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Tuesday, June 7, 2011

Book Review: House with a Dark Sky Roof

House with a Dark Sky Roof, by T. Zachary Cotler. Salt Publishing, London, 2011. Review by Debrah Lechner.

In this important first book of poetry, T. Zachary Colter captures our unpredictable and unfathomably strange world in moments that are singlar, simple, both exotic and commonplace. Colter sustains an acute awareness of each part of the Earth his imagination inhabits, and his imagination roams widely, from the silos of Nebraska to ancient Greece. His voice varies from the abstract to the conversational; it is always lyrical. There is use of musical forms and a variety of languages. The execution is intellectual, but also accessible. Political and international issues are themes, but the personal is never lost for long.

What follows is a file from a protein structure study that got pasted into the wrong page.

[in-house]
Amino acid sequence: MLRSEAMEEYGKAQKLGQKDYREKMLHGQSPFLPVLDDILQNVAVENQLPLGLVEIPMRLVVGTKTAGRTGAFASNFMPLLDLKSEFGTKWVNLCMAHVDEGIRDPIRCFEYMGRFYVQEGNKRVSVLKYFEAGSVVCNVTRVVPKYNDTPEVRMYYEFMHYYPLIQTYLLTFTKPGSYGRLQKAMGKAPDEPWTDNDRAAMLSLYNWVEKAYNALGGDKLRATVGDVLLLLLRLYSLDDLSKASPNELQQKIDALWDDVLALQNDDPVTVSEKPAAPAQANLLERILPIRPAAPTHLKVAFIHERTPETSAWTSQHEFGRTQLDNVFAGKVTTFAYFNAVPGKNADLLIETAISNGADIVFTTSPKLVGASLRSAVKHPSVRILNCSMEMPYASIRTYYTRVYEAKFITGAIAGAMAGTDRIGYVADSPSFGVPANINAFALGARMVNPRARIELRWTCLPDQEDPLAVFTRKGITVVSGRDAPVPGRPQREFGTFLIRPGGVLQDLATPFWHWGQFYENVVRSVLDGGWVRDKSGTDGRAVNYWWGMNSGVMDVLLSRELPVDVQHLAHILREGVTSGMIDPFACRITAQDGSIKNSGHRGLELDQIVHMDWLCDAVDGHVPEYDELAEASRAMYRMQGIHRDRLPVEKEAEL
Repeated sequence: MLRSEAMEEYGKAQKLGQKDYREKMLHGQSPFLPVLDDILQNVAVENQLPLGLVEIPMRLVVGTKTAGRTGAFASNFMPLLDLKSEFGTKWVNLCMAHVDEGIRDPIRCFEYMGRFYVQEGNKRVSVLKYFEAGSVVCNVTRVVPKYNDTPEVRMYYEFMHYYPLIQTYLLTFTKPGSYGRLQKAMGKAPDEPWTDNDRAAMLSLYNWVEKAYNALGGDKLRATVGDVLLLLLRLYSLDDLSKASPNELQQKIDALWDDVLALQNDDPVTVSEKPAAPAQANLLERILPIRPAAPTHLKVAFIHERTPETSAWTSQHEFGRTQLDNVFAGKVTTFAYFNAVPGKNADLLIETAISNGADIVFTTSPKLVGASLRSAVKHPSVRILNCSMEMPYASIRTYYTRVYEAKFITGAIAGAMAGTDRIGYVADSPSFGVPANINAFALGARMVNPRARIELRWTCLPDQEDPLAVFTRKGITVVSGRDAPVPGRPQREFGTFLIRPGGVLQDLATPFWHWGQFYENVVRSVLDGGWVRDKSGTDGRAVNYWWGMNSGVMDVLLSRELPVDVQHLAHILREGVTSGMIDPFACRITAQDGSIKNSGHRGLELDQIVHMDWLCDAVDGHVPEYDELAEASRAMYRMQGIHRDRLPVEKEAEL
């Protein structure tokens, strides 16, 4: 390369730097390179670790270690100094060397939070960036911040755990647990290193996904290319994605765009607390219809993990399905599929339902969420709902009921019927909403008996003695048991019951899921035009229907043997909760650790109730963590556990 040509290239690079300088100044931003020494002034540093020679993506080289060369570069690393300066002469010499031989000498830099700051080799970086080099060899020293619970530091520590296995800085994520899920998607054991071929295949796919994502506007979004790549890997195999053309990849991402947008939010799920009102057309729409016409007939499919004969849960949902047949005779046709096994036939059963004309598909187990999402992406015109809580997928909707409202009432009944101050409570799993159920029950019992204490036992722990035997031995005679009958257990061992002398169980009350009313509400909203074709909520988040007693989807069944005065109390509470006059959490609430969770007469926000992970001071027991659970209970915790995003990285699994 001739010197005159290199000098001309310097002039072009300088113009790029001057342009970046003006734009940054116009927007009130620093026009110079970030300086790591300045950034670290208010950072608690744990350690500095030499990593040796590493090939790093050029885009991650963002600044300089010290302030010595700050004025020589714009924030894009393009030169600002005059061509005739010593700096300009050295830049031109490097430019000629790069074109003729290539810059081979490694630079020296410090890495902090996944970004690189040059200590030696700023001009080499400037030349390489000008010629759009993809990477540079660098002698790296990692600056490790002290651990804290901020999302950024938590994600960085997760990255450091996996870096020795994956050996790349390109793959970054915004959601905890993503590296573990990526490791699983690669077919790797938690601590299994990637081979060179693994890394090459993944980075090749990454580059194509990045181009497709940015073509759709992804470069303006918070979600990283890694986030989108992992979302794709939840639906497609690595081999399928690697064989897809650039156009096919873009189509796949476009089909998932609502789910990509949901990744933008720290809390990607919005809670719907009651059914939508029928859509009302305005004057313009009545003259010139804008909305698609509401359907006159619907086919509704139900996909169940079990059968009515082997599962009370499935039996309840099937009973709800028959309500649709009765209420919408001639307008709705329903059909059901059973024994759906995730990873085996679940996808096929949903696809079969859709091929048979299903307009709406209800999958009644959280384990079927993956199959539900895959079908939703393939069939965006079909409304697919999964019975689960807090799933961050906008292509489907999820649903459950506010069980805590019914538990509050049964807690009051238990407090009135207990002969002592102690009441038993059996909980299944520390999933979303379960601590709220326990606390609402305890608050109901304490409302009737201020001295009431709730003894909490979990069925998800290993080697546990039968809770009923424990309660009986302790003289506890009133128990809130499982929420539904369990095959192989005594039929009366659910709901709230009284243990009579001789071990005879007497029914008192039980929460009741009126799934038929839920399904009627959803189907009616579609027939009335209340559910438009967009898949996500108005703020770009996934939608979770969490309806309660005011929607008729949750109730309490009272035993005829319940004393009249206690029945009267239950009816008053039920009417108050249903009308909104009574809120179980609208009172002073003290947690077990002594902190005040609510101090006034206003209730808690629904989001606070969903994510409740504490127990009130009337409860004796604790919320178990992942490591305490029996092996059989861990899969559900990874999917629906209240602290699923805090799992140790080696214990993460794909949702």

From “We Had a Word for the Two of Us”:

Wire fence marked my land’s edge written in my father’s will.

I traced the wire to an unshorn ram, entangled, hindparts bloody, and the

ram bucked feebly and dirged, too much for wire wounds only, a

bullet maybe, a coyote.

In my good life, some things came without deliberation — throw a pebble,

love Maria, orange the house and rope, reap milkweed, manumit

this ram.

The scythe, inherited with the land, I gripped the shaft and horizontal

handle, held the tool high at a shaking angle, poised — an iron beak,

an angel can go crazy — swung.

One foot on the neck, I ripped the tool from a bone.

Thaw pain came with the heat, so I put both feet in the blood.

T. Zachary Cotler’s poetry can be found in numerous literary journals and has been recognized through many awards and fellowships, among them the Amy Clampitt Residency Award and fellowships from the Iowa Writers’ Workshop, the Edward Albee Foundation, and the Djerassi Foundation.

The book will be forthcoming in both hardback and paperback shortly.

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